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There's room, and money, in space

By Zhu Wenqian | China Daily | Updated: 2018-06-11 10:06
A SpaceX Falcon 9 rocket carrying NASA's GRACE Follow-On Earth-observation satellites and five Iridium Next communications satellites stands atop Space Launch Complex 4E at Vandenberg Air Force Base in California on May 21, 2018. [Photo/NASA]

I'm not a space person, you know.

Like, if you were to ask me what's the difference between a geostationary satellite and a geosynchronous satellite, and which of the two might yield higher returns on investment, I might either ignore you like a panda at a zoo would shrug off visitors or quickly consult a web search engine.

But I need to pull up my socks. For, space travel, which for years has been a privilege extended to only a few superfit pilots, is expected to become possible for even ordinary folk in the not-so-distant future.

Not that I fancy my chances of getting pitchforked into a geostationary orbit any time soon. But, as a business journalist whose beats are aviation and aerospace, I can't ignore space anymore, given private firms' determined forays into the field.

Make no mistake, space is on course to becoming a huge market on earth. The "space economy" now makes returns-minded investors drool.

Recent investments in the space sector have been made by renowned companies and space unicorns (that is, startups specializing in space that are valued at $1 billion or more).

For example, Google Inc and Fidelity International invested in US commercial space company SpaceX. Japan's Soft-Bank Group Corp invested in another US firm OneWeb. More investments came from smaller enterprises and private investors.

Last year, private investors invested $3.9 billion in commercial space companies, according to a report from investment firm Space Angels, and a record number of 120 venture capital firms made investments in space ventures last year, the report found.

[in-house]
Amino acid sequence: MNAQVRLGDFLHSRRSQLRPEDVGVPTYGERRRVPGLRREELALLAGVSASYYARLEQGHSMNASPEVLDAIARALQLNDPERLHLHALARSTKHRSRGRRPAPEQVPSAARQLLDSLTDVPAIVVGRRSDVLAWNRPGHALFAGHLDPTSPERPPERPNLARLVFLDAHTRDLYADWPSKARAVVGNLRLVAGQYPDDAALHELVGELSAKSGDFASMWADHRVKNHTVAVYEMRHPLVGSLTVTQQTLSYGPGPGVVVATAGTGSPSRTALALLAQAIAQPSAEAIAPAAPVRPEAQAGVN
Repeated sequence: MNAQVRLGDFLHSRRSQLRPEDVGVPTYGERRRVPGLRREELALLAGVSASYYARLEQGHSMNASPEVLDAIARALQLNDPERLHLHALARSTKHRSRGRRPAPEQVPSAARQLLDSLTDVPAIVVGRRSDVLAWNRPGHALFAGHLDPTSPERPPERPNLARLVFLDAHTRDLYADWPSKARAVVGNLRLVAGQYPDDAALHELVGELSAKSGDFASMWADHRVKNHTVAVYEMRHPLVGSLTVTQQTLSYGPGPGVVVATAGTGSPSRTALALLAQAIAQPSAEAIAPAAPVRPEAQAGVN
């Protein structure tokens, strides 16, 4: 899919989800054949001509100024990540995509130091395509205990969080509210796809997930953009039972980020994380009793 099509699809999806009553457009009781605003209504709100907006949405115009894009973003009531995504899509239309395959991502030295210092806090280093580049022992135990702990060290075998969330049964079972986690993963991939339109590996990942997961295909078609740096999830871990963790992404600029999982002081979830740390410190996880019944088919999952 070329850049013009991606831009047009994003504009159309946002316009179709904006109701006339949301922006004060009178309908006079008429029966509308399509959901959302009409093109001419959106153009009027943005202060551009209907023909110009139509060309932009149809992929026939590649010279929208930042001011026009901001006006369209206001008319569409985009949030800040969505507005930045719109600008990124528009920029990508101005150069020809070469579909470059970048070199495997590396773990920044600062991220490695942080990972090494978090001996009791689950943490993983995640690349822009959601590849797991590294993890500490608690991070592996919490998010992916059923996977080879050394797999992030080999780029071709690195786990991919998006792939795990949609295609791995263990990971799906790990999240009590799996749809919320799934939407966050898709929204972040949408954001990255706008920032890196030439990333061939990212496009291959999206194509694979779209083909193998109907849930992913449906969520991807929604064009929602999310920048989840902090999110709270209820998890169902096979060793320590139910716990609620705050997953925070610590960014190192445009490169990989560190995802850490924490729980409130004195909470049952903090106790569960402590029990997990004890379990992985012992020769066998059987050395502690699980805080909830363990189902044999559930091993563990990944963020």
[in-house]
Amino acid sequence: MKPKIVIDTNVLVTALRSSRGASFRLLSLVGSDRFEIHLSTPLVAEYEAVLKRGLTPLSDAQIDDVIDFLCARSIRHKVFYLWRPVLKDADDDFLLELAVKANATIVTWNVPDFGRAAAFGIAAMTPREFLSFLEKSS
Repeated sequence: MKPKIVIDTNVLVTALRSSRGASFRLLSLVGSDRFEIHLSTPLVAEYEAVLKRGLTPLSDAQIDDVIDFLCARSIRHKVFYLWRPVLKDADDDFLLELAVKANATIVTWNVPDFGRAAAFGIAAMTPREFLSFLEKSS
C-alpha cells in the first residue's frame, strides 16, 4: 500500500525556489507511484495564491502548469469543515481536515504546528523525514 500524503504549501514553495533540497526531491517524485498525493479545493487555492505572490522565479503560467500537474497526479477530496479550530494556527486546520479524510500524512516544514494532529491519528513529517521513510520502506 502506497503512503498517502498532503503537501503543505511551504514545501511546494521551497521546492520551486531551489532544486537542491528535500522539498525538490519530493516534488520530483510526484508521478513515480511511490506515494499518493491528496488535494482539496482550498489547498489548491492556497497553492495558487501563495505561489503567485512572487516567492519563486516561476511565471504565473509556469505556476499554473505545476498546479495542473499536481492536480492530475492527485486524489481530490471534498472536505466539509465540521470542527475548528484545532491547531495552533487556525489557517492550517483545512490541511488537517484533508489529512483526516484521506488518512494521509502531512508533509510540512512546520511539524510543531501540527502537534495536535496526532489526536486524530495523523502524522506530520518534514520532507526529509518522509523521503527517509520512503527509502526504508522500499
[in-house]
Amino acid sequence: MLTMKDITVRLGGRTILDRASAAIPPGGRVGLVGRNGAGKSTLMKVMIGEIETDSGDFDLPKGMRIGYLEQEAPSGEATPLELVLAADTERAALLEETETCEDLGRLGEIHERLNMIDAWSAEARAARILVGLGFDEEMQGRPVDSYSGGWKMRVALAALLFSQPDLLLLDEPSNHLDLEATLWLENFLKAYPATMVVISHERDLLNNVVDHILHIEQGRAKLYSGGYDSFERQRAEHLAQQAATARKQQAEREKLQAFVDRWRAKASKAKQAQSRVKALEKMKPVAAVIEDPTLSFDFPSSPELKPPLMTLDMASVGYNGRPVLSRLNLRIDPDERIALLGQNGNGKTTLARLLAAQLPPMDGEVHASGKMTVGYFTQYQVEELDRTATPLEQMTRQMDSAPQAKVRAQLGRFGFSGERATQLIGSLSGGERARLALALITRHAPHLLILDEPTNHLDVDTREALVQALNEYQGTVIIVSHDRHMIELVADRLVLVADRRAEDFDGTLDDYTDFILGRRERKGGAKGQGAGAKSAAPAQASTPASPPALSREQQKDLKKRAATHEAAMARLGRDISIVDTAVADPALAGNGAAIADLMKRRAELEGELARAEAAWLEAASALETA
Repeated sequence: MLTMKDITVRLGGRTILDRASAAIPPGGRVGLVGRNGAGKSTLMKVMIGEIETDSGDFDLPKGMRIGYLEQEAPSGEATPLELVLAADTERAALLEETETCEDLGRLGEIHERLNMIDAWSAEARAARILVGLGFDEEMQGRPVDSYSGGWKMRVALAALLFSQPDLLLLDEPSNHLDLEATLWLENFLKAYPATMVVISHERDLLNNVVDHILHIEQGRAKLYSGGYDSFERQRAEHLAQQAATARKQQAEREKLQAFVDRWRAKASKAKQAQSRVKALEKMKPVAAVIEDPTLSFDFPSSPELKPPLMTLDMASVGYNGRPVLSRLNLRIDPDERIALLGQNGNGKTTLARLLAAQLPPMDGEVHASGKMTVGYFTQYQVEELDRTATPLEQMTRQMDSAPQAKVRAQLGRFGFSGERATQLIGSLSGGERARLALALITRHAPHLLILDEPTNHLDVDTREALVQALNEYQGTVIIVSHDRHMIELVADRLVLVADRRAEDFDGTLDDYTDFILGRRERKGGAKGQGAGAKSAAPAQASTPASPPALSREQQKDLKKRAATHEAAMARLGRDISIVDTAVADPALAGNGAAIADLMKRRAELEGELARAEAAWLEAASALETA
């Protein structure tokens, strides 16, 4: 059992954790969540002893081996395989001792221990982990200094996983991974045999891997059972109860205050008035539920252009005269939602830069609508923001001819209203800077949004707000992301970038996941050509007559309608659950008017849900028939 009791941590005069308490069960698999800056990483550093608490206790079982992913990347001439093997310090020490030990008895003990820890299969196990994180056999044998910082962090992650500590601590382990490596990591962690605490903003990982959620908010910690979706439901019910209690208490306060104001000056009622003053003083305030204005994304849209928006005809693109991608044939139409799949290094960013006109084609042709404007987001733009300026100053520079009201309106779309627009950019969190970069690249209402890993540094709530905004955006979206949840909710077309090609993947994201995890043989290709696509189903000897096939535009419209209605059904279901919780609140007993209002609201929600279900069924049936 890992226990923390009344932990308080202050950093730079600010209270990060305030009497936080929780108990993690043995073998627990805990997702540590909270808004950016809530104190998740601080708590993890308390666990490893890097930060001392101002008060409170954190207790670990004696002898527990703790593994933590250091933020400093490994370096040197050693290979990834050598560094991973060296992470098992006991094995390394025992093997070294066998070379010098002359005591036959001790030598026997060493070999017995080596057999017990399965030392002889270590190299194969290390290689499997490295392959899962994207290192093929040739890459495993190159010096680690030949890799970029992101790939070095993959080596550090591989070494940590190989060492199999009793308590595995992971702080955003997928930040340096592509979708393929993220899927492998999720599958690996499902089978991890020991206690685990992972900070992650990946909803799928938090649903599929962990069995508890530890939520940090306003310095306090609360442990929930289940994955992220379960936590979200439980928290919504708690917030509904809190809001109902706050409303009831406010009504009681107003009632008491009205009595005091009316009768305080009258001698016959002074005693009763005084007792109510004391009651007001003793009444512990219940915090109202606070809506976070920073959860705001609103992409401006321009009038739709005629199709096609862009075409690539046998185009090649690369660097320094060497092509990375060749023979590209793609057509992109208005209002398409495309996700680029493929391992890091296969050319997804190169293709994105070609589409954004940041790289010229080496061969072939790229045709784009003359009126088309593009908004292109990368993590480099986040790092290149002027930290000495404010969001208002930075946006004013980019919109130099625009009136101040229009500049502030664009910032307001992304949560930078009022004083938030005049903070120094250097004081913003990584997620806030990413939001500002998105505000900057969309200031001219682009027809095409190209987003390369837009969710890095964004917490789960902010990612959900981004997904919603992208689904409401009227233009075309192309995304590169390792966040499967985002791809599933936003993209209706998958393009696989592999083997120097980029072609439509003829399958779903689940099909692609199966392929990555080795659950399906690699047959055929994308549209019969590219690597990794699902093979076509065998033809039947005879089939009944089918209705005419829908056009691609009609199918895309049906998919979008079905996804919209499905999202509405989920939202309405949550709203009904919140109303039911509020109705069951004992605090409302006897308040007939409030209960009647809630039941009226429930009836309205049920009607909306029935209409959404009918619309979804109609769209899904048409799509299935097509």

All this would mean, if you are willing to part with $250,000 or up to $800,000 without batting an eyelid, you can buy yourself a space jaunt.

According to a recent report in Daily Mail of London, Bark ( of the United Kingdom, will help arrange space flights as well as in-flight accommodation and entertainment for travelers.

All that has to wait, however, until the first space hotel, Aurora Station, is built by 2021. The hotel can accommodate six guests, including four paid travelers and two crew members. They will stay in space for at least 14 days, according to a media report.

Those interested could register on Bark. When there is room available in the space hotel, the website will get in touch with registered users. By the way, the latter's number is expected to rise steadily, given the spike in online searches for information about the space trip.

Space travelers will be able to experience zero gravity, and savor for real the stunning images of earth as seen from space. In addition, they will witness 16 sunrises and sunsets on average every day!

Space travel and space-related investments could well be what the internet economy and artificial intelligence are today-the apple of the investor's eye, a potential gold mine, so to speak.

To be sure, costs are down, so entry barriers are lower, too, encouraging more and more companies to join the space fray in the hope of mining all that perceived gold.

I look forward to reporting on the emerging fascinating story. Just wondering if I should perch myself on a geostationary or geosynchronous satellite for that perfect overview.

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